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By Lisa Vaas  |  Posted 2003-06-12 Print this article Print

In addition to rejecting Oracles overtures, the board recommitted the company to buying Denver-based J.D. Edwards. Bob Dutkowsky, the J.D. Edwards CEO, earlier this week made the same arguments against the Oracle deal. Meanwhile, New York-based Moodys downgraded its outlook on Oracle, but kept its rating on the company at A3.
Moodys cited the size of the hostile takeover as the cause of the outlook change. Moodys rating change noted that use of cash and additional bridge financing needed to fund the cash tender offer for all outstanding common shares of PeopleSoft was "substantial."
The ratings change notice also said that Moodys expects a few things: a reduction in Oracles financial flexibility after completing the acquisition; that Oracle will have to substantially increase its tender offer price of $16 per share; and that whatever expense reduction Oracle has in mind will not offset expected revenue loss at PeopleSoft as Oracle winnows out the companys products. Oracle recently moved up its fiscal fourth quarter earnings report from its original date of next Tuesday, June 17, to today. A company spokeswoman said the move had nothing to do with companys PeopleSoft bid and was being made simply because necessary work was finished earlier than anticipated. As of Feb. 28, 2003, Oracle had $6 billion in cash and short-term investments. As of March 31, PeopleSoft had $1.9 billion in cash, with no debt outstanding. This story was modified from its original posting to include information on the Moodys downgrade.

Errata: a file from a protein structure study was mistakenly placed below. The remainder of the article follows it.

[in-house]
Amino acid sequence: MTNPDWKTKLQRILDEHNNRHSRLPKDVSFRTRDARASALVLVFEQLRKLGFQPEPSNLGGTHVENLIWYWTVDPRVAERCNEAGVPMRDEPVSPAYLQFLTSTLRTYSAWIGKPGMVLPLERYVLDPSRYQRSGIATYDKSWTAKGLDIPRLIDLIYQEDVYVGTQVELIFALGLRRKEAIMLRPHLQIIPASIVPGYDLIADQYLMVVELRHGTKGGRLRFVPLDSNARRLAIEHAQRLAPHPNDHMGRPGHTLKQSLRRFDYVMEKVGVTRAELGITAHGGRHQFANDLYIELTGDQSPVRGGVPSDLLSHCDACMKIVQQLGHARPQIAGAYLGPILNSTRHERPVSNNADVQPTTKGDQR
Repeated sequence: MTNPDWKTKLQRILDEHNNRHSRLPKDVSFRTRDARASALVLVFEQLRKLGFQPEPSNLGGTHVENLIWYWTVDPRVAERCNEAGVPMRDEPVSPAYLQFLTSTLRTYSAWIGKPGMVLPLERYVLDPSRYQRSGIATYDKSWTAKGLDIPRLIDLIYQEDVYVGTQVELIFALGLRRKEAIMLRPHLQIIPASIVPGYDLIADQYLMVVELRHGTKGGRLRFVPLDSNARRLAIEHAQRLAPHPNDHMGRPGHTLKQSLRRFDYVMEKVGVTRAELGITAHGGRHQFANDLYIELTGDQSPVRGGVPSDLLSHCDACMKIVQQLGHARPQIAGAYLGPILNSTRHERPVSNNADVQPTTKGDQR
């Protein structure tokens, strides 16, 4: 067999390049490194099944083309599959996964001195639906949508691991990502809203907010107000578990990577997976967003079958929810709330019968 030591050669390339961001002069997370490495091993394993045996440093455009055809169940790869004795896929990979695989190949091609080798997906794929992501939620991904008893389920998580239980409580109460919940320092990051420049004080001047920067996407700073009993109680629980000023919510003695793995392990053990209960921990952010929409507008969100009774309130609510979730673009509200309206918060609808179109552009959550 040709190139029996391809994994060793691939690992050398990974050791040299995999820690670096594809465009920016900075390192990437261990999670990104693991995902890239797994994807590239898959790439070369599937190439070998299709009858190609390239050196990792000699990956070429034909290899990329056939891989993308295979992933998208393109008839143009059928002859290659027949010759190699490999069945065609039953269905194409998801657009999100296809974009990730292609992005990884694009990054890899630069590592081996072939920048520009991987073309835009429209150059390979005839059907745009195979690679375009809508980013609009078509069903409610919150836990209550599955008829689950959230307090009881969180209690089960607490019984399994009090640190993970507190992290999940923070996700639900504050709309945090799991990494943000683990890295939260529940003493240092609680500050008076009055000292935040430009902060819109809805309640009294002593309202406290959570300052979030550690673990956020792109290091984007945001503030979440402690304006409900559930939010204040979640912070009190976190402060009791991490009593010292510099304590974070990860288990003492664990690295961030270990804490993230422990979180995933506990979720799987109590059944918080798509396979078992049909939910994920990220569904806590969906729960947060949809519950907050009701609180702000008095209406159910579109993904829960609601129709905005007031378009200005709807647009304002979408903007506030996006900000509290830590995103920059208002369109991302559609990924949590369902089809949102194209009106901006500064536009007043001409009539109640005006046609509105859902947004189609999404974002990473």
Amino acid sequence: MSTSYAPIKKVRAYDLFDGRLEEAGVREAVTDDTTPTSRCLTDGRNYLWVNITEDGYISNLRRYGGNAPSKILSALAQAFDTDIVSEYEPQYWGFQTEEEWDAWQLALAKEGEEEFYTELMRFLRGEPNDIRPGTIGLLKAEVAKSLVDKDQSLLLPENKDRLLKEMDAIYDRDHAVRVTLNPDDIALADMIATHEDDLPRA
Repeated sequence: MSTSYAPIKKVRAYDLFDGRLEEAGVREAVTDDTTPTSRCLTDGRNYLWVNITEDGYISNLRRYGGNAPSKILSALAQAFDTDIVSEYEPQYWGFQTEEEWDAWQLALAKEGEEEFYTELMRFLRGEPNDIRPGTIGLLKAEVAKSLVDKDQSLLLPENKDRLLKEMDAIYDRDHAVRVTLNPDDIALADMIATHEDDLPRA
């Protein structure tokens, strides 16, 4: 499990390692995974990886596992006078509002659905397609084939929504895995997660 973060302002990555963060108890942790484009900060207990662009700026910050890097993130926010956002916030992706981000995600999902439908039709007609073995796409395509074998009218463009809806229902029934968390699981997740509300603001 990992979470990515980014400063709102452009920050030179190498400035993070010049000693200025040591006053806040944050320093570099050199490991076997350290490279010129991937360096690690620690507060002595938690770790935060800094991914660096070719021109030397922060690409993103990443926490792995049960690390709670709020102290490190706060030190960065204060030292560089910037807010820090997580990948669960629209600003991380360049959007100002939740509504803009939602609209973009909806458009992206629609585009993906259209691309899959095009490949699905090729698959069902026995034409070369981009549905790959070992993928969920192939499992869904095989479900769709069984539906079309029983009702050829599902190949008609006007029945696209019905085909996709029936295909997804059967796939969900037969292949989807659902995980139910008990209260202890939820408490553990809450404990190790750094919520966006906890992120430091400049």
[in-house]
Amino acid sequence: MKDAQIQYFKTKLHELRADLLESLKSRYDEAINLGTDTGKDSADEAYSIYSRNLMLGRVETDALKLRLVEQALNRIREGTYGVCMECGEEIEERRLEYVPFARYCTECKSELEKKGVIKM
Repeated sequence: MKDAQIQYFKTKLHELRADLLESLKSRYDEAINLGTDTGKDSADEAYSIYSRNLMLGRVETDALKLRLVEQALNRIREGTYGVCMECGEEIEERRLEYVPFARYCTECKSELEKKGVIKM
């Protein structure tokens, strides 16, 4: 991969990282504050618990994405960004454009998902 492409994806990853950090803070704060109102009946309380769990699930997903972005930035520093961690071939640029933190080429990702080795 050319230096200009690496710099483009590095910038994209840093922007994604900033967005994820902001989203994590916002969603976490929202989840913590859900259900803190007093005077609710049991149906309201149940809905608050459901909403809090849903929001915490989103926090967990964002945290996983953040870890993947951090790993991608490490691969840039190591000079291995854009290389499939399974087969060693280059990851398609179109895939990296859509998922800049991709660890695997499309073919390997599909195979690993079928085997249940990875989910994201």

Lisa Vaas is News Editor/Operations for and also serves as editor of the Database topic center. Since 1995, she has also been a Webcast news show anchorperson and a reporter covering the IT industry. She has focused on customer relationship management technology, IT salaries and careers, effects of the H1-B visa on the technology workforce, wireless technology, security, and, most recently, databases and the technologies that touch upon them. Her articles have appeared in eWEEK's print edition, on, and in the startup IT magazine PC Connection. Prior to becoming a journalist, Vaas experienced an array of eye-opening careers, including driving a cab in Boston, photographing cranky babies in shopping malls, selling cameras, typography and computer training. She stopped a hair short of finishing an M.A. in English at the University of Massachusetts in Boston. She earned a B.S. in Communications from Emerson College. She runs two open-mic reading series in Boston and currently keeps bees in her home in Mashpee, Mass.

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